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Figure 9. Molecular moiety of 14. Ellipsoids of non-hydrogen atoms are drawn at the 50 % probability level.

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2-Methyl-5-(2-nitro-2-azapropyl)-5-nitraminotetrazole (15) crystallizes in the monoclinic space group P21/c with four molecules in the unit cell. The density of 1.592 g·cm–3 is similar to that observed for the corresponding 1-methyl compound 12 (1.596 g·cm–3). The molecular moiety is shown in Figure 10. The left part is in agreement to the structure observed for2-methyl-5-aminotetrazole described by Bryden [31]. The N5–C1 bond length of 1.399(2) Å is also comparable to that of 12. Therefore, compound 15 should be described as a “5-nitraminotetrazole”.

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Figure 10. Molecular moiety of 15. Ellipsoids of non-hydrogen atoms are drawn at the 50 % probability level.

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1,4-Dimethyl-5-nitriminotetrazole (16) crystallizes in the orthorhombic space group Pbca with 16 molecules in the unit cell. In Figure 11 only one molecular moiety is shown.

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Figure 11. Molecular moiety of 16. Ellipsoids of non-hydrogen atoms are drawn at the 50 % probability level.

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Both methyl groups are bonded with the same distance of 1.458(3) Å (N1–C2) and 1.454(3) Å (N4–C3) to the tetrazole nitrogen atoms. The C1–N5 bond length of 1.341(2) Å is closer to a C=N double bond, which legitimates the nomenclature “nitrimine”. The nitrimine group is strongly twisted out of the ring plane forming a torsion angle N4–C1–N5–N6 of 142.9(2)°. Since no hydrogen bonds can be formed the observed density of 1.536 g·cm–3 is low in comparison with other 5-nitriminotetrazoles. For comparison, 5-nitriminotetrazole and 1-methyl-5-nitrimino-tetrazole show densities of 1.894 g·cm–3 and 1.716 g·cm–3, respectively.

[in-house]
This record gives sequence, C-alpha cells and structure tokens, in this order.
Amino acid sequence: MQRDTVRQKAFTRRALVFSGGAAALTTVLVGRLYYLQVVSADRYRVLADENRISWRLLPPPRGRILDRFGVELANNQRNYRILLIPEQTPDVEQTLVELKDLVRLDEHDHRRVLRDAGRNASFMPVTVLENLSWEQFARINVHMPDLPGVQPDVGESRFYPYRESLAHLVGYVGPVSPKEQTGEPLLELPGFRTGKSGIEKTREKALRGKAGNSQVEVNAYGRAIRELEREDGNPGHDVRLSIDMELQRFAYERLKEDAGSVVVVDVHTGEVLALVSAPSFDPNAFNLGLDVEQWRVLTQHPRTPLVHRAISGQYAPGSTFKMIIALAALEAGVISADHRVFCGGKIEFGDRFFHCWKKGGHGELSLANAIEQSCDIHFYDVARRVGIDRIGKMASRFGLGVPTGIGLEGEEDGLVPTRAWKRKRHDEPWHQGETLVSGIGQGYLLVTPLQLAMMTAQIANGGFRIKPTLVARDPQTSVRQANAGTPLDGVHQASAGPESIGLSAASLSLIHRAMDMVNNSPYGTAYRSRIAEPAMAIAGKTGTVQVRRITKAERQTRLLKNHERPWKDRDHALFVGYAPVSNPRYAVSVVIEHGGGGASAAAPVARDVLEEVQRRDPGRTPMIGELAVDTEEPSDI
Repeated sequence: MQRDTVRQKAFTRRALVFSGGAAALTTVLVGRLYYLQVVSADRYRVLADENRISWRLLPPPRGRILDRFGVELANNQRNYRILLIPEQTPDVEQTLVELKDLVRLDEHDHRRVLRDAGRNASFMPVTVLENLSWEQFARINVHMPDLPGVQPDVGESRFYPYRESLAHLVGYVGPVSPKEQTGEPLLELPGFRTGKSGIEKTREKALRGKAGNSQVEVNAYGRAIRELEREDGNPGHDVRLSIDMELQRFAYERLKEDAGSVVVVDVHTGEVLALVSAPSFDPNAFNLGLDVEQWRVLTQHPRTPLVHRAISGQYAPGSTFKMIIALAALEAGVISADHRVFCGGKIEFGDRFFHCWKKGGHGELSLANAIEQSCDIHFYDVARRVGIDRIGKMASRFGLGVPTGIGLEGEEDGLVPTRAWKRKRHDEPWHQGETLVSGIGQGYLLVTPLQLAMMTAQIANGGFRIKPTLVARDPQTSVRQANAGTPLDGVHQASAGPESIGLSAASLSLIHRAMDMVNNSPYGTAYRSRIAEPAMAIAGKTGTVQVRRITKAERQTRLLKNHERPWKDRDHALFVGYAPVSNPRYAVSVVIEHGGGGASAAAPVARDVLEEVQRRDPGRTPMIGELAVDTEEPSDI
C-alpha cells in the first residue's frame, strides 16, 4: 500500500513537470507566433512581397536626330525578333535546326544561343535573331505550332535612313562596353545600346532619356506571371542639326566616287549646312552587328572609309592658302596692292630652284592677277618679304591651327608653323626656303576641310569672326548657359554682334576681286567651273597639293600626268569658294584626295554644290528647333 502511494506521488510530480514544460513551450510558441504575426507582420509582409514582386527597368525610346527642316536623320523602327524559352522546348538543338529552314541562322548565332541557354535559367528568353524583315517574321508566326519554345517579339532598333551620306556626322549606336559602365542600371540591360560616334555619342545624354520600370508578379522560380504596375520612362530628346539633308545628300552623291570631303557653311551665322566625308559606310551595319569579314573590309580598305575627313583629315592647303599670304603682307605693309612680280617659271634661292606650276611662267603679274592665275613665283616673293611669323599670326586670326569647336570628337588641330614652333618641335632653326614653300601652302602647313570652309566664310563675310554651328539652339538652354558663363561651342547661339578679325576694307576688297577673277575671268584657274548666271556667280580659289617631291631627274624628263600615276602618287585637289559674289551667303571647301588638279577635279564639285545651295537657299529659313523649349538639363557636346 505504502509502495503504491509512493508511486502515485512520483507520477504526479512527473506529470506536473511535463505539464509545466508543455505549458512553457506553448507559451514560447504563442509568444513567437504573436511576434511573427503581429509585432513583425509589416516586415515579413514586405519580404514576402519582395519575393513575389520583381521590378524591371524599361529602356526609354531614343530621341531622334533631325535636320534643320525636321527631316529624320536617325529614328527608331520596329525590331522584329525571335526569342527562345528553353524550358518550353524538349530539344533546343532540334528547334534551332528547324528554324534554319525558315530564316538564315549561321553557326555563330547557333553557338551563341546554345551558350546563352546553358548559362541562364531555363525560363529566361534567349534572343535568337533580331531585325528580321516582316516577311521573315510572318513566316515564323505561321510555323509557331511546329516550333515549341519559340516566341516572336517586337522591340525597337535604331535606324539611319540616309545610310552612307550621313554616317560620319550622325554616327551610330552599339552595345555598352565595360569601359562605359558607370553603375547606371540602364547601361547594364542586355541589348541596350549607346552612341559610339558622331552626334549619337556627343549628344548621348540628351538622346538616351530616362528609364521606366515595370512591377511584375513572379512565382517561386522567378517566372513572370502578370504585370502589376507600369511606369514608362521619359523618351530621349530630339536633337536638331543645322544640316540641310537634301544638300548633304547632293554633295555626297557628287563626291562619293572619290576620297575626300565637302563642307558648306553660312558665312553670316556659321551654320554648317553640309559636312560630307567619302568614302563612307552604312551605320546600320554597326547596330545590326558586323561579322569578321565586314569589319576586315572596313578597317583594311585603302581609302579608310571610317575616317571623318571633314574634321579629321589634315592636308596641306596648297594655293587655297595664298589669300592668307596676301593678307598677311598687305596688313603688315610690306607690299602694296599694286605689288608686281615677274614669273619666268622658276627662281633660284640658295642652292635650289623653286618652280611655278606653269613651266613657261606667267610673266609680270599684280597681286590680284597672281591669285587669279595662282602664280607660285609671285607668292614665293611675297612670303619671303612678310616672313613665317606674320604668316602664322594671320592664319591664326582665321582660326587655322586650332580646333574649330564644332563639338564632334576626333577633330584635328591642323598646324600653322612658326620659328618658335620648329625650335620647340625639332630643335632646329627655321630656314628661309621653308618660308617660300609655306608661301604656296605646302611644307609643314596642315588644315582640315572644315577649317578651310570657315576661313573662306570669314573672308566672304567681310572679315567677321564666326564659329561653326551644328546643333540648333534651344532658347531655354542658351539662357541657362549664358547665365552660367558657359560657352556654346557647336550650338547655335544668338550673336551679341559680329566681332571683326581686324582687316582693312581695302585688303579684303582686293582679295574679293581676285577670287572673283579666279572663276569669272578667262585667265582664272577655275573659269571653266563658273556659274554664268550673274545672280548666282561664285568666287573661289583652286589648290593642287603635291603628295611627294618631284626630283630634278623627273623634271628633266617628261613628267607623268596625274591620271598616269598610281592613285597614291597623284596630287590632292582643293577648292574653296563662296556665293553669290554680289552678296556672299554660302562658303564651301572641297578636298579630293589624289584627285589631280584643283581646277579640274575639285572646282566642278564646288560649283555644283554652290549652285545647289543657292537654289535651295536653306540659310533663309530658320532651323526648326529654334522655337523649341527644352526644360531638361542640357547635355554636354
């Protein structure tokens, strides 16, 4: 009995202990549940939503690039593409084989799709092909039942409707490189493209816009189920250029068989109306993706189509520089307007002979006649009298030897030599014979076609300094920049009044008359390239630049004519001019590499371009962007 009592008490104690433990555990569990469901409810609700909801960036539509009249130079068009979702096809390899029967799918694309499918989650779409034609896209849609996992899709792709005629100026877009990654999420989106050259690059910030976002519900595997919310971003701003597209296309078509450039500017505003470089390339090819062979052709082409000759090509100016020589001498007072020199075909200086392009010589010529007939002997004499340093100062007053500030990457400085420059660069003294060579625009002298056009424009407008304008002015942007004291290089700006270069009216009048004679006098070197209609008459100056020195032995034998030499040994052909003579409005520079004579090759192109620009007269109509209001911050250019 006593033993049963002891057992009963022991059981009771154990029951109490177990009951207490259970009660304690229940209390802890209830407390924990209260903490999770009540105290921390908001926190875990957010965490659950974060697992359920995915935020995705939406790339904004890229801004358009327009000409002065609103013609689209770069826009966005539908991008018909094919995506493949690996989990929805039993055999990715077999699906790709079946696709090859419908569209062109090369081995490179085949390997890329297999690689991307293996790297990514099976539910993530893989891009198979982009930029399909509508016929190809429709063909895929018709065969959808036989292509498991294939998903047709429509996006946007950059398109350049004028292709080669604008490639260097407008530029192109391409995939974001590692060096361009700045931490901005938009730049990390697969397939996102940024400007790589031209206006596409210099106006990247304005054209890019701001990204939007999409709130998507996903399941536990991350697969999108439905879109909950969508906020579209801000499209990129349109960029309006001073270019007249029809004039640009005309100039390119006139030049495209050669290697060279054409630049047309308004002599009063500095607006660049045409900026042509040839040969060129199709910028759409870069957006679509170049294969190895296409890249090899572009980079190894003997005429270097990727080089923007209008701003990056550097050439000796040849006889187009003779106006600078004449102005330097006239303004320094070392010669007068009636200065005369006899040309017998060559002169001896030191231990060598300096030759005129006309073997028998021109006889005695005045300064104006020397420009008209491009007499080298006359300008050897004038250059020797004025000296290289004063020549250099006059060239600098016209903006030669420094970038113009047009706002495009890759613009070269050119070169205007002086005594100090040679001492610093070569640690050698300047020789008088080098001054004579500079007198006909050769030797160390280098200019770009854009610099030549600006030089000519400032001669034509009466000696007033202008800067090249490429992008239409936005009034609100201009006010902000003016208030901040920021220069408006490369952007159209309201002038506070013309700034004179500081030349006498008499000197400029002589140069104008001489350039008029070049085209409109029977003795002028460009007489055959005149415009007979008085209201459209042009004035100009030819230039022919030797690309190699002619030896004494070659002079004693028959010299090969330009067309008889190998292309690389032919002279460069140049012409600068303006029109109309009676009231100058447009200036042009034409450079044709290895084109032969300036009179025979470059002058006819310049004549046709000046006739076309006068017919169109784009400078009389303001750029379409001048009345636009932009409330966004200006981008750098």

Spectroscopy

Multinuclear NMR Spectroscopy

Compounds 812 as well as 14 and 15 were investigated by using 1H, 13C{1H}, and 15N or 15N{1H} NMR spectroscopy. The chemical shifts are given with respect to TMS (1H, 13C) as well as MeNO2 (14N, 15N) as external standards. All spectra were measured in [D6]DMSO.

1H NMR: Compared to the starting material 2, all proton signals of the methylene group of 815 are strongly shifted downfield because of the coordination of the 2-nitro-2-azapropyl moiety to the electron withdrawing tetrazole ring system. They exhibit values of 6.06 (12) to 6.81 ppm (11). Compound 11 contains two of the 2-nitro-2-azapropyl groups attached to the tetrazole ring. One exception from that rule is 14, in which the 2-nitro-2-azapropyl moiety is attached to the 5-amino group of 1-methyl-5-aminotetrazole with a chemical shift of 5.21 ppm for CH2 protons and a C–H coupling constant of 6.3 Hz. The same applies for the methyl group of the 2-nitro-2-azapropyl moiety with chemical shifts of 3.47 ppm to 3.55 ppm for 915. The methyl group of 8 is shifted upfield to 3.13 ppm. The aromatic proton of 9 (9.58 ppm) is slightly shifted downfield compared to 1H-tetrazole. The methyl protons directly attached to the tetrazole ring in 12, 14 and 15 exhibit chemical shifts of 4.03 ppm, 3.71 ppm and 4.49 ppm, which is downfield of the chemical shifts for 1-methyl-5-aminotetrazole (3.69 ppm) and 2-methyl-5-aminotetrazole (4.07 ppm) respectively. In addition, for 10·H2O and 10·EtOH the signals of water and ethanol can be seen with chemical shifts according to those for H2O and EtOH as residual solvents in DMSO.